via Developing a Durable Right to Health Care by Erin Brown :: SSRN.
March 5, 2013
Hundreds of activists and uninsured Texans plan to rally at the steps of the Capitol here Tuesday, increasing the pressure on Gov. Rick Perry and other Republican leaders to switch their stance on expanding Medicaid, a major provision of President Obama’s health care overhaul.
via Texans Rebut Gov. Rick Perry After Rejection of Medicaid Expansion – NYTimes.com.
March 3, 2013
Democratic support for President Obama’s healthcare law has dropped 15 points since November, contributing to a rise in negative attitudes toward the reform, according to a new poll.
Opponents of the Affordable Care Act currently outnumber supporters (42 percent to 36), according to the Kaiser Family Foundation’s latest tracking survey. Public opinion has switched back and forth since the law passed in 2010, and in November, support for the law was 4 percent higher than opposition (43 percent to 39).
Kaiser attributed the marked slide in support among Democrats to a “post-presidential election fade.” In November, 72 percent of that group expressed support for the law, compared with 57 percent who feel favorably toward it now.
via Poll: Democratic Support for Obamacare Falls 15 Points – Daniel Doherty.
February 27, 2013
In 2012 the National Public Radio program Planet Money created a fake presidential platform based on the issues a small sample of economists, with different political views, agreed upon. In focus groups this platform found no support among the public at large. Is this just a feature of the particular selection made by NPR or is it a generalizable feature? If so, is this because ordinary people have not being trained in economics or because economists lack common sense or miss important political considerations?
In this article we try to address these questions. To do so we compare the answers to a common set of policy questions provided by the Economic Expert Panel at the University of Chicago Booth School of Business (EEP) with those provided by the Chicago Booth/Kellogg School Financial Trust Index (FTI), which quarterly interviews a representative sample of the U.S. population. Economists’ opinions differ greatly from those of other ordinary Americans: On average the percentage of agreement with a statement differs 35 percentage points between the two groups. This difference does not seem to be driven by a different composition of the sample.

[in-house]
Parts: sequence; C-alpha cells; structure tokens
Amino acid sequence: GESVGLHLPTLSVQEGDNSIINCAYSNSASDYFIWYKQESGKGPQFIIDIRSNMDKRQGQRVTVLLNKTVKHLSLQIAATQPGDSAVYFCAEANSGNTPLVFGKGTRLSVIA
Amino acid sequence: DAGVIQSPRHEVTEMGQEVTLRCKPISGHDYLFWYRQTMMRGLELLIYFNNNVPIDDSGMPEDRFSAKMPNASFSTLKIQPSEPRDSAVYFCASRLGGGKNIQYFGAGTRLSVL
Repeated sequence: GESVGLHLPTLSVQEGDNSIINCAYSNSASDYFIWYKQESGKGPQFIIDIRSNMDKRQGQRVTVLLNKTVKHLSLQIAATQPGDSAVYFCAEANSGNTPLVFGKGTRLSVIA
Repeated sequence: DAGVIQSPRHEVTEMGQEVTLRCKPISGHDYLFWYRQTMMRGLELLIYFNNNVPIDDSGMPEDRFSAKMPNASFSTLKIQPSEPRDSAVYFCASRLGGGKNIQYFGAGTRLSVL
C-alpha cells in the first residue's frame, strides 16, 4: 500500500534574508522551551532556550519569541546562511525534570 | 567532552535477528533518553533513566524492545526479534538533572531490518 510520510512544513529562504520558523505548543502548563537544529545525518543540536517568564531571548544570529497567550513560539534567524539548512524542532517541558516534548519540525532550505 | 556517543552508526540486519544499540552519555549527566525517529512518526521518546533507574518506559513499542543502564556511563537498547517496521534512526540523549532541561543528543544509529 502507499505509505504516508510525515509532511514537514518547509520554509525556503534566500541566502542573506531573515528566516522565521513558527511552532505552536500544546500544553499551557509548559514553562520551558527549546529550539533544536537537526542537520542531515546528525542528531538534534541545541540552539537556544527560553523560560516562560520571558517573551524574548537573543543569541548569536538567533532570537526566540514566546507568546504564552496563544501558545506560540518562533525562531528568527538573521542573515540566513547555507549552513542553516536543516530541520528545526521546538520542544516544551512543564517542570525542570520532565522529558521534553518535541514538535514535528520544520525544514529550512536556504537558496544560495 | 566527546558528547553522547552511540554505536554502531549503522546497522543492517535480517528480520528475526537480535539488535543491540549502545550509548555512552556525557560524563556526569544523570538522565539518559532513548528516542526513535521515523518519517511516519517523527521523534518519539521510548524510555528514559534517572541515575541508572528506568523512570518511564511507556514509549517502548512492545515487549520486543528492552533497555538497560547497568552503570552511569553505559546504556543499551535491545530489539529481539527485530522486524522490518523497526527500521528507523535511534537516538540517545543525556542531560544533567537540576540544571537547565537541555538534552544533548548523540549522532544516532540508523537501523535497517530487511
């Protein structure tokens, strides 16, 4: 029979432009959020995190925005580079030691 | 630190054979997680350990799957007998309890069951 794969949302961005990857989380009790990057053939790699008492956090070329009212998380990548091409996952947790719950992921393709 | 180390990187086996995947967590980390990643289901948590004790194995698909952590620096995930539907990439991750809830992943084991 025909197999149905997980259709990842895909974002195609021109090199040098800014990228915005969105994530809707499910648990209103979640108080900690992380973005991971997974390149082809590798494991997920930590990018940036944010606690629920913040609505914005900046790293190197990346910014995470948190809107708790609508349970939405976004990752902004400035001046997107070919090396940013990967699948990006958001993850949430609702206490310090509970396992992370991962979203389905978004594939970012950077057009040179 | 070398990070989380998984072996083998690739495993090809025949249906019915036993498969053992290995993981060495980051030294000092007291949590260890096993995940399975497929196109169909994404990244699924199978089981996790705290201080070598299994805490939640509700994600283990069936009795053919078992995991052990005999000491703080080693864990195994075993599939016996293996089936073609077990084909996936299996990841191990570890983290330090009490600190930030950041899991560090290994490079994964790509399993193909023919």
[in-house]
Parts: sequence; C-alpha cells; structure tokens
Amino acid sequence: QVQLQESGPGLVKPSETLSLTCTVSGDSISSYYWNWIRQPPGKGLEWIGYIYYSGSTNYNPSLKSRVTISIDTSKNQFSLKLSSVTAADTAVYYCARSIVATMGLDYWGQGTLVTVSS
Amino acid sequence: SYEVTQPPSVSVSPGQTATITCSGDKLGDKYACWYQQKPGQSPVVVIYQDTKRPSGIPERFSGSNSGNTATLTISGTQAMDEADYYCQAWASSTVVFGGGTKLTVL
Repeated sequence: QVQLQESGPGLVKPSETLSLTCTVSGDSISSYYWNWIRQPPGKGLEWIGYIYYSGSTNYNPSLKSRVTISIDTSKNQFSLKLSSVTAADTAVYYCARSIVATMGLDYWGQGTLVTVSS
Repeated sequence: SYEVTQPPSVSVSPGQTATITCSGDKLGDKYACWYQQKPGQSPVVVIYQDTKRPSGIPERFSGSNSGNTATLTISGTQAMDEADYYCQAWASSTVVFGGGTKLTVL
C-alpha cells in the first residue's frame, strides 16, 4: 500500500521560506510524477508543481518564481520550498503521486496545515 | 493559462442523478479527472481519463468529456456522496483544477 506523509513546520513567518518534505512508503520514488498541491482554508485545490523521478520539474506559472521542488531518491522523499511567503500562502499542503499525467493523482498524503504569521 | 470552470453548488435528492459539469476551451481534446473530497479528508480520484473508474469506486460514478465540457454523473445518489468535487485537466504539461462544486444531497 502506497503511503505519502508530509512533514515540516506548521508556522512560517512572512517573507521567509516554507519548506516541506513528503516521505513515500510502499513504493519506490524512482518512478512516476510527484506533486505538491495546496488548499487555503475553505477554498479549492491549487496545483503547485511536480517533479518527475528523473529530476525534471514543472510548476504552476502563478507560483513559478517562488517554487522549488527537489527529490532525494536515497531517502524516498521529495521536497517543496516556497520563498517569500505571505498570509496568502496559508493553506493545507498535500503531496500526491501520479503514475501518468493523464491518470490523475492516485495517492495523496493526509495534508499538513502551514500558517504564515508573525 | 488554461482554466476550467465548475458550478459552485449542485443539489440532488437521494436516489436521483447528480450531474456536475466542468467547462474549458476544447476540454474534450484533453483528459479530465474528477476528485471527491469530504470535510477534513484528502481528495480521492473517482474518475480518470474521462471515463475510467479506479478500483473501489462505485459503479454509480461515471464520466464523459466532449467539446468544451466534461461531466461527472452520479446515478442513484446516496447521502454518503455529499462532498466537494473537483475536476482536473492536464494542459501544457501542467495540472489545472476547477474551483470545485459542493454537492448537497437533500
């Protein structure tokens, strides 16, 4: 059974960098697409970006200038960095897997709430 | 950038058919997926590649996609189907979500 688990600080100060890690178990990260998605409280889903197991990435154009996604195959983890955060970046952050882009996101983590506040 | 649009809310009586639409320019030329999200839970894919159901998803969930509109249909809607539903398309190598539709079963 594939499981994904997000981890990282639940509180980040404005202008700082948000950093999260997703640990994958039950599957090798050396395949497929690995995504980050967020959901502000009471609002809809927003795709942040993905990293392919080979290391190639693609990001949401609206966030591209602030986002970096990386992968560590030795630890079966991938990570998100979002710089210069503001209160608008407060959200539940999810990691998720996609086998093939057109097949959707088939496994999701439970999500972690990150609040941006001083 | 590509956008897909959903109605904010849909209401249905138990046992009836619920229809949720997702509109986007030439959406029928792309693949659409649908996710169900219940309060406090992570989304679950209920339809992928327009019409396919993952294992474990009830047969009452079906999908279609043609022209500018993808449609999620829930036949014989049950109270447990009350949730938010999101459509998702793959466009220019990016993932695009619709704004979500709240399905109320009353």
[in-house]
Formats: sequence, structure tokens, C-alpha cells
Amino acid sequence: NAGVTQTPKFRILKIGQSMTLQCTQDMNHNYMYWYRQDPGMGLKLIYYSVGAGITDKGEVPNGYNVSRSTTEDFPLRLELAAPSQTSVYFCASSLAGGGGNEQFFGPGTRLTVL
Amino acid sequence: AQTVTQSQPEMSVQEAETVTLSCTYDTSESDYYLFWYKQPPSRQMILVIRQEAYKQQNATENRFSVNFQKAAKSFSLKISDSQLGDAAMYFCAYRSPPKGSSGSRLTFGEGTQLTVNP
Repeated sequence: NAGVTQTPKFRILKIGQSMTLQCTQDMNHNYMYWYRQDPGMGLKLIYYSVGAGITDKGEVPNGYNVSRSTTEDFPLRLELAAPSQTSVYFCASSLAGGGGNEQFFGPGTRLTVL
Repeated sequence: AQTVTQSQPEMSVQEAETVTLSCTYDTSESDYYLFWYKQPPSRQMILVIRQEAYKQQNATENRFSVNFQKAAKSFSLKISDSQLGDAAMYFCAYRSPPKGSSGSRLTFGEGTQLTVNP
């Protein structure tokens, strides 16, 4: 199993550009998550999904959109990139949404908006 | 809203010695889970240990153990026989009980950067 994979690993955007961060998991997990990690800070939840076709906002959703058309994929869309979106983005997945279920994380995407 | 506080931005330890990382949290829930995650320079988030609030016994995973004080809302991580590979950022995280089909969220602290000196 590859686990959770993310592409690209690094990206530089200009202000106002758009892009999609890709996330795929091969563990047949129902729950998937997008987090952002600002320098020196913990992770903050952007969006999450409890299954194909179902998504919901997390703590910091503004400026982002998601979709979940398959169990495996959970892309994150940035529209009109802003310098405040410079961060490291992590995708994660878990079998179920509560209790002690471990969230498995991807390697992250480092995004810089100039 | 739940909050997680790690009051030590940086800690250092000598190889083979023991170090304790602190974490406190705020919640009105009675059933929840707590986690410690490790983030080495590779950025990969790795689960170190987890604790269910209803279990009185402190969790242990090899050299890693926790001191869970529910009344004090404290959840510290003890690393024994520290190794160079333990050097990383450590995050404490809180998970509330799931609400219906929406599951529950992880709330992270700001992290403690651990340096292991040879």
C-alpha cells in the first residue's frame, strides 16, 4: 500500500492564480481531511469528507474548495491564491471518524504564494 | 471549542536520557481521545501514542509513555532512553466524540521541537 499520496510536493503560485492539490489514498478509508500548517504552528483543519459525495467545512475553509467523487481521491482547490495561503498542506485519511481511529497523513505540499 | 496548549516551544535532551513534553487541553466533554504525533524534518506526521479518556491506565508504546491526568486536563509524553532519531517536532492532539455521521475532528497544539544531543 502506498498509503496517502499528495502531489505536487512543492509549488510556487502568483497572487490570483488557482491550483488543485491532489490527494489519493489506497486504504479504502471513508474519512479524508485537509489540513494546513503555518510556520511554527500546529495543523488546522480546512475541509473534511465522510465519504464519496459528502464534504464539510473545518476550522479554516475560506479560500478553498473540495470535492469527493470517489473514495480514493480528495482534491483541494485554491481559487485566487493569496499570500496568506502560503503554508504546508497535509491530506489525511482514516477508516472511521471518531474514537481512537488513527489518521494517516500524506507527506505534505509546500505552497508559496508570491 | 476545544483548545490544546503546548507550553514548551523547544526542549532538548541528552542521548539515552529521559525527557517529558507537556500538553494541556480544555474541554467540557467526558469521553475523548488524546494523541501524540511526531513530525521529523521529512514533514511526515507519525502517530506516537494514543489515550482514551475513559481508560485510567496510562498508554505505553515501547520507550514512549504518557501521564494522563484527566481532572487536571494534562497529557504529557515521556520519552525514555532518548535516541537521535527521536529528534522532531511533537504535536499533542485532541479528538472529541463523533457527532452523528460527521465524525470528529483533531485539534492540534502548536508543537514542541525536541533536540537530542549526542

We also find a large variation in the difference between the two samples across questions. The topics most covered in the economic literature, where economists agree among themselves the most, are also the topics in which their opinions are most distant from those of average Americans. This difference does not seem to be driven by knowledge, since informing people of the expert opinions does not have much impact on the responses of ordinary Americans. The explanation most consistent with our limited evidence is that people do not trust many of the implicit assumptions embedded into the economists’ answers and that economists give them for granted.
via Economic Experts vs. Average Americans by Paola Sapienza, Luigi Zingales :: SSRN.
February 27, 2013
The challenge to the Affordable Care Act was waged on two fronts. The first front was the constitutionalist front. Challengers claimed that it was unprecedented for Congress to compel people to engage in commerce, and purchase health insurance. However, the second front in this battle is much less appreciated. Underneath these constitutionalist positions were popular constitutionalist social movements.
This essay, part of a symposium issue of Public Affairs Quarterly, analyzes the movement through the lens of popular constitutionalism, from its conception, to its growth, to its strengthening counter-movement, and finally to its inevitable conclusion at the Supreme Court of the United States.
First, I explore notions of popular constitutionalism, and how the will of the people impacts how the courts construe our most fundamental laws. Second, I trace how the argument against the Affordable Care Act evolved from a simple idea to a popular constitutionalist movement, brewed by groups such as the Tea Party. Third, I discuss how a progressive countermovement formed to combat the challengers, and aimed to maintain the status quo of constitutional law. I conclude by considering how the courts received these competing social movements.
The dynamics of popular constitutionalism were fully unleashed in NIFB v. Sebelius. Not only was this case unprecedented, but the challenge to it was also unprecedented.
via Popular Constitutionalism and the Affordable Care Act by Josh Blackman :: SSRN.